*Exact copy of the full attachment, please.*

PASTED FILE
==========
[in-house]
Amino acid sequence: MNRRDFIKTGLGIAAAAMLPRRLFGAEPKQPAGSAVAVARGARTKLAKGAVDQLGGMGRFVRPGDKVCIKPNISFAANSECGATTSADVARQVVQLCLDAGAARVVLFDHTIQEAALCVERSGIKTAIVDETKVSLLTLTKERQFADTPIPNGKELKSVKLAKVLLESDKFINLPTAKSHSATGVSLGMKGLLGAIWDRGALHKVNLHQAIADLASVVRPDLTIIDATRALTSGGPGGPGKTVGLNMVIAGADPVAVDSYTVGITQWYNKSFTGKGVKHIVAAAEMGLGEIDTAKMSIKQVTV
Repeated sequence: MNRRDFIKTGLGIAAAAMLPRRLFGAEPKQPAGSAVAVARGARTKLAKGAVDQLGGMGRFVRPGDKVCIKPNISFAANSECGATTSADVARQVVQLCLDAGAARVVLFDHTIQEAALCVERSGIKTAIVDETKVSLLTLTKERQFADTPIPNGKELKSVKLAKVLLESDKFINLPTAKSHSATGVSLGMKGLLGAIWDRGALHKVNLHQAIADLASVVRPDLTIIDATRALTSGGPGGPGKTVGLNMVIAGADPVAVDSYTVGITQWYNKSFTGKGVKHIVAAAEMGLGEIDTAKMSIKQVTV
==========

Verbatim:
[in-house]
Amino acid sequence: MNRRDFIKTGLGIAAAAMLPRRLFGAEPKQPAGSAVAVARGARTKLAKGAVDQLGGMGRFVRPGDKVCIKPNISFAANSECGATTSADVARQVVQLCLDAGAARVVLFDHTIQEAALCVERSGIKTAIVDETKVSLLTLTKERQFADTPIPNGKELKSVKLAKVLLESDKFINLPTAKSHSATGVSLGMKGLLGAIWDRGALHKVNLHQAIADLASVVRPDLTIIDATRALTSGGPGGPGKTVGLNMVIAGADPVAVDSYTVGITQWYNKSFTGKGVKHIVAAAEMGLGEIDTAKMSIKQVTV
Repeated sequence: MNRRDFIKTGLGIAAAAMLPRRLFGAEPKQPAGSAVAVARGARTKLAKGAVDQLGGMGRFVRPGDKVCIKPNISFAANSECGATTSADVARQVVQLCLDAGAARVVLFDHTIQEAALCVERSGIKTAIVDETKVSLLTLTKERQFADTPIPNGKELKSVKLAKVLLESDKFINLPTAKSHSATGVSLGMKGLLGAIWDRGALHKVNLHQAIADLASVVRPDLTIIDATRALTSGGPGGPGKTVGLNMVIAGADPVAVDSYTVGITQWYNKSFTGKGVKHIVAAAEMGLGEIDTAKMSIKQVTV